WARNING: The following article contains spoilers for The LEGO Movie 2: The Second Part, in theaters now.
Presumably everyone reading a site called Comic Book Resources agrees that Bill Maher's strident anti-comic book stance, first expressed in a blog post following the death of Stan Lee and since doubled- and tripled-down upon, is wrong. That Maher seems to think all comics are superhero stories is enough to prove his ignorance, unless he's somehow arguing that Maus and Fun Home are "immature," in which case his ideas of maturity are so baffling that they're not even worth engaging with. Even if we humor Maher and engage in the debate about only superhero comics, his blanket dismissal is strongly wrong, demonstrating both a misunderstanding of the genre's inspiring qualities and an adolescent view of what counts as "mature."
Maher could learn something about maturity from The LEGO Movie 2: The Second Part, the sequel to the 2014 animated blockbuster based on the popular construction toys. That it can be described as "mature" is self-demonstrating evidence of the film's thesis: That the dismissal of silly and innocent pleasures is a sign of a more adolescent mentality than the ability to embrace them. It's a lesson that not only Maher, but a large segment of comic book fandom, should take in.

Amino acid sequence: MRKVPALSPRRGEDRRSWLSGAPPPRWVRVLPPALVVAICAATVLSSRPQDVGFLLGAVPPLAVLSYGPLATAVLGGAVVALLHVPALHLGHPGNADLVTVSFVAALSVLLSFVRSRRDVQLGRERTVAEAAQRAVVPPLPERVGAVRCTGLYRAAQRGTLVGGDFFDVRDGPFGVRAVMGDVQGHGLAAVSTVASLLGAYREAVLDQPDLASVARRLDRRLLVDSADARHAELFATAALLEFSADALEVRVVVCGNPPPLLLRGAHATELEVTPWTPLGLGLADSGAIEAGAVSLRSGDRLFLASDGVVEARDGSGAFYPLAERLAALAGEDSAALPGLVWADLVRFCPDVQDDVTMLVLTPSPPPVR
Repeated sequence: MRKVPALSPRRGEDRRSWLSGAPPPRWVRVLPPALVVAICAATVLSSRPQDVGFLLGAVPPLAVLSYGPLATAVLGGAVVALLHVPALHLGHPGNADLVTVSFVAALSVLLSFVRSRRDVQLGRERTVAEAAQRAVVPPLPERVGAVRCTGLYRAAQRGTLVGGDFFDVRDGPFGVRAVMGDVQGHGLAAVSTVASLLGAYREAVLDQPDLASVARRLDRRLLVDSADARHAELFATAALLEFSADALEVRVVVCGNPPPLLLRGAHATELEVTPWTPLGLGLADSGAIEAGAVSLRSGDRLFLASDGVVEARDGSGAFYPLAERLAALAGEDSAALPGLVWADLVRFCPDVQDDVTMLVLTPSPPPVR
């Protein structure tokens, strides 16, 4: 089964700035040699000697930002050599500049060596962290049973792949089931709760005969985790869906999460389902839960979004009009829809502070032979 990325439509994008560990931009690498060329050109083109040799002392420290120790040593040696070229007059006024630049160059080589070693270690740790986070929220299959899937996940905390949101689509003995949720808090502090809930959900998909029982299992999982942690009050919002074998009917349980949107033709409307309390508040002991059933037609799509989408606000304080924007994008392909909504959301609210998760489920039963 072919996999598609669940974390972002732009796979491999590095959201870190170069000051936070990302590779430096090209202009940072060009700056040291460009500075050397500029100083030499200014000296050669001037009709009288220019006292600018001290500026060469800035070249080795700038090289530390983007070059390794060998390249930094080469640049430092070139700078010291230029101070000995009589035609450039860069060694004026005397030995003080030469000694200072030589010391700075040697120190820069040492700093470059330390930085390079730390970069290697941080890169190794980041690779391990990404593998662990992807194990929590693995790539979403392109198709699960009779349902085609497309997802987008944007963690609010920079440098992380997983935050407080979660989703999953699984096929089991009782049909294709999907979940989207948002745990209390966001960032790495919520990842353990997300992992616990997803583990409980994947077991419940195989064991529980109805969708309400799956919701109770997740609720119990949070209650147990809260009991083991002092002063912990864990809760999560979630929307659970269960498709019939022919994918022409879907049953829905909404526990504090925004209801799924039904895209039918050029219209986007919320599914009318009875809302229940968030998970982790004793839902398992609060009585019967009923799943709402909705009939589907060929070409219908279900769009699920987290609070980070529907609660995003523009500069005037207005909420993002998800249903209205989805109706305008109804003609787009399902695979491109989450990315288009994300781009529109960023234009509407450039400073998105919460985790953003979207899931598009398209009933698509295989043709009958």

If there's a grain of truth in Maher's comments, it's that there are fans who try too hard to justify the "maturity" of their interest. They have a lot more in common with Maher than either of the two might want to think. Where Maher dismisses superheroes as kids' stuff, certain strains of fandom are a bit too determined to prove that superheroes aren't for kids, all while ignoring that a vast majority of popular superheroes were created for the entertainment of children.
Something made for kids doesn't make it off limits for adult enjoyment, but many fans, and a not-insignificant number of creators, think the only way to prove their interest's maturity is to rework everything as dark and hyper-serious. It's an angry teenager's idea of "maturity," and the mentality of Finn, who controls half of the action in The LEGO Movie 2.
The LEGO Movie 2 begins where the 2014 original left off, with a pre-adolescent Finn being told to play with his younger sister, Bianca, whose Duplo creations lay waste to the LEGO landscape of Bricksburg. Cut to five years later, and a now-teenage Finn still loves LEGO, but his imagination has turned darker. Bricksburg is now Apocalypseburg, a Mad Max-esque wasteland where everything is gritty and angsty.
Everything, that is, except for Emmet, who's as happy-go-lucky as ever. But even he feels the pressure to fit in, especially to please Lucy. However, when Lucy, Batman, Benny, Unikitty and MetalBeard are kidnapped by a mysterious emissary from the Systar System, Emmet believes he finally has the chance to prove himself. Teaming up with Rex Dangervest, an edgier Chris Pratt-voiced minifig, Emmet is finally ready to get "serious."